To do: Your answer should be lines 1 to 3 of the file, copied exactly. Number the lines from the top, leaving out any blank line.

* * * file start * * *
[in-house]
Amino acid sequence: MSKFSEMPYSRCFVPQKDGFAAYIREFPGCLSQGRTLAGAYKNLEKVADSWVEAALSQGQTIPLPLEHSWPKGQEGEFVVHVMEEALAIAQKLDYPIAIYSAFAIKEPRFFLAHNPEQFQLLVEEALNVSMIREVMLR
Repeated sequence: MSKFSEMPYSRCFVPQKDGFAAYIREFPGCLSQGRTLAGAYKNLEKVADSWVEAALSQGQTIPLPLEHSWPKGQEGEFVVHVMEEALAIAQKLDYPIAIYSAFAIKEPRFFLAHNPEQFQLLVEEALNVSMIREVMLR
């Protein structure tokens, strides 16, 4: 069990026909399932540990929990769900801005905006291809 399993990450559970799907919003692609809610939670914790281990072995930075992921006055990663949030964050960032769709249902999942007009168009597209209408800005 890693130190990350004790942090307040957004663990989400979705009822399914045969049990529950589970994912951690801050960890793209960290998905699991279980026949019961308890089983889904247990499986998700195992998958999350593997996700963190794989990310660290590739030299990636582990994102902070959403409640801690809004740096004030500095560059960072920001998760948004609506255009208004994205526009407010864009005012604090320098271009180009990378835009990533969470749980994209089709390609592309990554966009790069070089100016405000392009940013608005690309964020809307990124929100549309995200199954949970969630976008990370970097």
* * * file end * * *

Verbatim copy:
[in-house]
Amino acid sequence: MSKFSEMPYSRCFVPQKDGFAAYIREFPGCLSQGRTLAGAYKNLEKVADSWVEAALSQGQTIPLPLEHSWPKGQEGEFVVHVMEEALAIAQKLDYPIAIYSAFAIKEPRFFLAHNPEQFQLLVEEALNVSMIREVMLR
Repeated sequence: MSKFSEMPYSRCFVPQKDGFAAYIREFPGCLSQGRTLAGAYKNLEKVADSWVEAALSQGQTIPLPLEHSWPKGQEGEFVVHVMEEALAIAQKLDYPIAIYSAFAIKEPRFFLAHNPEQFQLLVEEALNVSMIREVMLR